Drive Started in California to Persuade Nixon to Report on Soviet Jewish Moscow Talks

Leaders of two Los Angeles Soviet Jewry groups, expressing “bitter disappointment” with the results of President Nixon’s talks with Soviet leaders during his May Moscow visit, said today that they had started a “grass roots” effort to persuade the Nixon Administration to release details of the President’s conversations with the Russian leaders on behalf of Soviet Jews in general and some 40 Jewish political prisoners in particular.

The White House has refused to release details of the President’s Moscow talks, declaring that the formal reports had been made classified documents by both governments. Dr. Henry Kissinger, the President’s national security adviser, who was present at the Moscow talks, said later in Kiev that the question of Soviet Jews had been discussed but declined to give details. After Sen. John Tunney, (D, Calif,) expressed skepticism that such talks had been held, Sen. Charles Percy (R. Ill.) was quoted on June 22 by Capitol Hill sources as informing Jewish constituents that the Soviet Jewish issue “was discussed at the highest levels” at the Moscow conference and that he had been so informed by the White House. Sen. Henry M. Jackson, (D. Wash.) told the National Press Club last Thursday that the nation’s news media should demand from the President at a press conference what he said in Moscow on the issue and what response the Soviet leadership made.

Si Frumkin, chairman of the Southern California Council for Soviet Jews, and Zev Yaroslavsky, chairman of the California Students for Soviet Jews, cited the nation-wide campaign, in advance of the Moscow summit, which resulted in more than 50,000 letters, postcards, and telegrams to the White House asking the President to discuss the problem with the Soviet leaders and more than one million signatures collected on petitions.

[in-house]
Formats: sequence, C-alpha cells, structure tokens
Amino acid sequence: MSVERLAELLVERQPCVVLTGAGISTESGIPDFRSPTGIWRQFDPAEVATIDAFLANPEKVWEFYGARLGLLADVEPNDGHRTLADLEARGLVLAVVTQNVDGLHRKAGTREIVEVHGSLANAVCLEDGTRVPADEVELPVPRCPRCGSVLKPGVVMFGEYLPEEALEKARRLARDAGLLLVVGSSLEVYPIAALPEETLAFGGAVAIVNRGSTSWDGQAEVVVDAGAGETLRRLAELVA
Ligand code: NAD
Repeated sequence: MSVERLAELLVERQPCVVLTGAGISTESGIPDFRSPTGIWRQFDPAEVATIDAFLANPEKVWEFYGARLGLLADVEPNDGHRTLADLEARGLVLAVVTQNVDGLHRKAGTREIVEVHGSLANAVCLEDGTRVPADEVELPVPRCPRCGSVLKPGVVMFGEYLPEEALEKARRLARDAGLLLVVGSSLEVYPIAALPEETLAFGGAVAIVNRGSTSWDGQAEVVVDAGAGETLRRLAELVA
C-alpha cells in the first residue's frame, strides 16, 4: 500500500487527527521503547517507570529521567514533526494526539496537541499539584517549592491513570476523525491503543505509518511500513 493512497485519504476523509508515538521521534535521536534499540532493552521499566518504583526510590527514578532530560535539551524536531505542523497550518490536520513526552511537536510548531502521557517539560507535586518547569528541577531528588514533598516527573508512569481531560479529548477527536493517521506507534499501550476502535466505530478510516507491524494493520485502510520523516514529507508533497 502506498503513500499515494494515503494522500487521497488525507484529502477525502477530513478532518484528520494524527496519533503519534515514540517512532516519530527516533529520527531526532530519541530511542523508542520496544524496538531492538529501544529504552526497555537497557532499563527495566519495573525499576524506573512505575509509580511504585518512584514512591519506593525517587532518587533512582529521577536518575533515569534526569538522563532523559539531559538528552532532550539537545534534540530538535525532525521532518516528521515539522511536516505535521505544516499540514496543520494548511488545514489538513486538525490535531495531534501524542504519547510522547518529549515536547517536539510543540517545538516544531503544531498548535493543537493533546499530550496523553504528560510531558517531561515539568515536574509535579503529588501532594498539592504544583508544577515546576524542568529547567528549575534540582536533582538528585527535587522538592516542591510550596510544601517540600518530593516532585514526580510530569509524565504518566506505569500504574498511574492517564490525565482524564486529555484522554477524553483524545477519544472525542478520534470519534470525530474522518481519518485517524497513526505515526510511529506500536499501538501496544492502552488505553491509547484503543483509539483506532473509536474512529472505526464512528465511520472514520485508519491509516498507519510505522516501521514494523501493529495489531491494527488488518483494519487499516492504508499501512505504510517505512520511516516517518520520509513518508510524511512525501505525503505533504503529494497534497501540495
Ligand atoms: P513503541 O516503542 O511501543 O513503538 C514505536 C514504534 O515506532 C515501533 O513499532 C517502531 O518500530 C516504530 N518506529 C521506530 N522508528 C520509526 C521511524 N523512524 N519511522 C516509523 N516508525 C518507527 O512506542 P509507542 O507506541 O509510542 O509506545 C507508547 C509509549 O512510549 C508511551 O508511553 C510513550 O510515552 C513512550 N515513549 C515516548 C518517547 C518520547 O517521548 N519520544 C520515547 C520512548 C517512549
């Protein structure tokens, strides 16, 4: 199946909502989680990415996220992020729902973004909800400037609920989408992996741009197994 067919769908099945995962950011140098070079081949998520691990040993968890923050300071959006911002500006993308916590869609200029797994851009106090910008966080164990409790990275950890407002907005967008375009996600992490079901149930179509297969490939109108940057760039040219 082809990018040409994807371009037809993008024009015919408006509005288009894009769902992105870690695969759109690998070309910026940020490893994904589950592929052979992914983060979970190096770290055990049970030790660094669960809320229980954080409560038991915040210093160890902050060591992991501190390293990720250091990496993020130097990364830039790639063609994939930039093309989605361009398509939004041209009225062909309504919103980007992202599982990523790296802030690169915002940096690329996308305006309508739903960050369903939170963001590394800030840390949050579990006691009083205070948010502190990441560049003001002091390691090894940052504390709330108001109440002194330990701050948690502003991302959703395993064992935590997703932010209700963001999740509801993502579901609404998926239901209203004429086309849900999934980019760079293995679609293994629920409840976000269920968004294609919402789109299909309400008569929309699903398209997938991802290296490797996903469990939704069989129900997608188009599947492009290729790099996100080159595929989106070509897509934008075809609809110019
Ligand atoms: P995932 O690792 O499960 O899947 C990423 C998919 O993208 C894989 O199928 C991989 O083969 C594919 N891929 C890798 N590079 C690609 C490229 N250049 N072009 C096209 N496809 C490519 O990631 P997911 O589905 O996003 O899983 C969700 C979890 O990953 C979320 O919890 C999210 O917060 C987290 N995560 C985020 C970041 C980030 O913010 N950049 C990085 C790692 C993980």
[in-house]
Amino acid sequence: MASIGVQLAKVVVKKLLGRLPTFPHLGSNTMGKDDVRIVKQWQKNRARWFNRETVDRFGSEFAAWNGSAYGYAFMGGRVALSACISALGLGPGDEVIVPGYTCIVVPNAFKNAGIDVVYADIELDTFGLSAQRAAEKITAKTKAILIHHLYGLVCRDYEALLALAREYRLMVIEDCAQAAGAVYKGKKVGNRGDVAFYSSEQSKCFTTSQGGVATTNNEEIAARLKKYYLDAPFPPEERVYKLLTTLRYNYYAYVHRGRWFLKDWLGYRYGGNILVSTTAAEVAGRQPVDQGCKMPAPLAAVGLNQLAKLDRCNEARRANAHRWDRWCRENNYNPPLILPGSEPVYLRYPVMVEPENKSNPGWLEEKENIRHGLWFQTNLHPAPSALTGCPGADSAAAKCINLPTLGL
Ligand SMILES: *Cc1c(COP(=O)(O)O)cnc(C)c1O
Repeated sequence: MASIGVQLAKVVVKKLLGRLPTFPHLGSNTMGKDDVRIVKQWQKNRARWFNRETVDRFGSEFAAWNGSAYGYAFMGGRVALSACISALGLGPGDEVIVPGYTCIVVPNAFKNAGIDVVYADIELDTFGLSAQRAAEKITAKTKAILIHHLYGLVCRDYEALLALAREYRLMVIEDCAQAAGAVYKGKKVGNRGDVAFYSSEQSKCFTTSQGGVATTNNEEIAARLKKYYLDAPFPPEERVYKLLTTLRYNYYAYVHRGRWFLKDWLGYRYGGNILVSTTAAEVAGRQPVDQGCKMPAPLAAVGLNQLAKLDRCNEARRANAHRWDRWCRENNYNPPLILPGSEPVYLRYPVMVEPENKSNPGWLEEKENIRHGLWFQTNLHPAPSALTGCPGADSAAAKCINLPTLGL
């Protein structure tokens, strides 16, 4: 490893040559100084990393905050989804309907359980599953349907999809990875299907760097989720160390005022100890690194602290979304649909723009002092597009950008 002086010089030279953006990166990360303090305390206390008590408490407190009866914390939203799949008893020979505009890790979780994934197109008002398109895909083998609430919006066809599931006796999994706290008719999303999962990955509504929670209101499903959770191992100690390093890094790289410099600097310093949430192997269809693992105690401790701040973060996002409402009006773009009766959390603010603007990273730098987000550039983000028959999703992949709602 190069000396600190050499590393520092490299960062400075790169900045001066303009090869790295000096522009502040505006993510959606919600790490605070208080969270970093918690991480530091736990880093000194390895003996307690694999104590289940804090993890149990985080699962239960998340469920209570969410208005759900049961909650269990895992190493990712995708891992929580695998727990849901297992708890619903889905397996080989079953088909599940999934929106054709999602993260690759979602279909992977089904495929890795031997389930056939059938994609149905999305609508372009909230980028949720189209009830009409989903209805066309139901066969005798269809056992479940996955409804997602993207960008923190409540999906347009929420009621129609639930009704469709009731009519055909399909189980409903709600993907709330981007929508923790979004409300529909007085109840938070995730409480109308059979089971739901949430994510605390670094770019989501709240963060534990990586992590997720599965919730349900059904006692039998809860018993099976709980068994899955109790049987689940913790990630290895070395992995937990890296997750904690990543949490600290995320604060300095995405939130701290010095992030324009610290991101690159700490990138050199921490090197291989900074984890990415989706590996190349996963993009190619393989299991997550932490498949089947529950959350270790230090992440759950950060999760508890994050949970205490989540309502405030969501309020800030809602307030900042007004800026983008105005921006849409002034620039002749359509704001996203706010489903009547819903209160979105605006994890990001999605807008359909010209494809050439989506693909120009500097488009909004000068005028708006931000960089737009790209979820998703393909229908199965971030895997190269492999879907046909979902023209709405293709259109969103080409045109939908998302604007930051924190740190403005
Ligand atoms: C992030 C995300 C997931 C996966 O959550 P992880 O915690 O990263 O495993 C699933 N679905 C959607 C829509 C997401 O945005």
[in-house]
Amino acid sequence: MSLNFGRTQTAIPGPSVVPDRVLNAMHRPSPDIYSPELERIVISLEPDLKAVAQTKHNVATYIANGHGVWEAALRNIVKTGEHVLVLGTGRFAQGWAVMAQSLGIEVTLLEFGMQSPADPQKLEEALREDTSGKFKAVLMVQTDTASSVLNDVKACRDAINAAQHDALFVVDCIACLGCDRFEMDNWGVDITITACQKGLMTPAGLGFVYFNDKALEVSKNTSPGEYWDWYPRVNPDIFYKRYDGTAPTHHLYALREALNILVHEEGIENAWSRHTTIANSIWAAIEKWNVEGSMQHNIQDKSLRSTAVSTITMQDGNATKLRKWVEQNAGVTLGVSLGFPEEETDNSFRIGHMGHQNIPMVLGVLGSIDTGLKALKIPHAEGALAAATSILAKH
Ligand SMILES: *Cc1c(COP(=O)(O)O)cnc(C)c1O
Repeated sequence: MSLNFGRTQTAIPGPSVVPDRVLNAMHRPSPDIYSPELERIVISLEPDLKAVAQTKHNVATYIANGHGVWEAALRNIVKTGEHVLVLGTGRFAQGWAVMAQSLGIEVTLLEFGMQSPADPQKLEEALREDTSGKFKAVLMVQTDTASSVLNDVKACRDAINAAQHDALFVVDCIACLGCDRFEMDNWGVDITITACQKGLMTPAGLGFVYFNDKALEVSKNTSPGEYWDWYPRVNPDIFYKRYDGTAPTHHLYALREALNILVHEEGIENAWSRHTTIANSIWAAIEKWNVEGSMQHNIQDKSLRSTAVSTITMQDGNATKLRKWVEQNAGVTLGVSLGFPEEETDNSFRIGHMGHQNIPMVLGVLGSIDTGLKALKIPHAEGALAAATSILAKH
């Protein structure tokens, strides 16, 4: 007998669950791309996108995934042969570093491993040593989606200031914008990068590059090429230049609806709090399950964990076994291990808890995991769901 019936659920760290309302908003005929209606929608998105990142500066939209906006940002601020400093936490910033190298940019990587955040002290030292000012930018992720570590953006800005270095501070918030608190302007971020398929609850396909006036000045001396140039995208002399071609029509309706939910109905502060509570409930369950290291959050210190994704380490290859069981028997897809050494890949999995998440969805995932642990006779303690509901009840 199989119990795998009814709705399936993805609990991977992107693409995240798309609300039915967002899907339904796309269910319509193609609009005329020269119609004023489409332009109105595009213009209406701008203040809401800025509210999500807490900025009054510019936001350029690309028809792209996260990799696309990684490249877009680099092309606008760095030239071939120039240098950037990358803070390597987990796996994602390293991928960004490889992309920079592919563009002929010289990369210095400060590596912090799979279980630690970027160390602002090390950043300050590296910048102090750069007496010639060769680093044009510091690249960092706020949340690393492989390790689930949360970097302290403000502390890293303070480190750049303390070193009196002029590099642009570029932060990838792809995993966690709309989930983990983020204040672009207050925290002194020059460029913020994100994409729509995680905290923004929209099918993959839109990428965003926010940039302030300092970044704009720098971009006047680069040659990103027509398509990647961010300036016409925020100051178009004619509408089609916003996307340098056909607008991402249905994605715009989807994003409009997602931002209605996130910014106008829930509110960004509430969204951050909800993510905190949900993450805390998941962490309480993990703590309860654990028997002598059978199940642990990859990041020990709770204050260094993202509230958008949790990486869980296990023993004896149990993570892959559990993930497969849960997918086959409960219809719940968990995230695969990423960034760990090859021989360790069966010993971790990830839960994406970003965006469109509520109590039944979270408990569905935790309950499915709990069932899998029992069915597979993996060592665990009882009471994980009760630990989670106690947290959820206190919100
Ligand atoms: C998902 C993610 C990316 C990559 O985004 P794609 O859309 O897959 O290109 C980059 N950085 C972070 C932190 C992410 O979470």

They said legislatures of all 50 states passes similar resolutions and that the House of Representatives, by a 359-2 vote approved a resoluting asking top priority on the issue during the Moscow talks, as did “hundreds of mayors and city councils.” Asserting that the White House “was aware of the importance” of the issue felt by “millions of Americans of every race, creed and color,” the White House “refused to commit itself before the trip and there has been only silence and evasion since.”

The two officials cited reports from Jews in Russia that Soviet authorities had been intensifying repressive measures against Jewish dissidents since the Moscow summit. They said that Russian Jews “had very high hopes for the Nixon visit.” They asserted that “the actual results will go far to demoralize the Jewish resistance fighters.” They said the two organizations are urging that letters and telegrams be sent to the President asking him to report to the American people on the issue. They said the President “was asked to speak for all of us and we have the right to know whether he did.”

NEXT STORY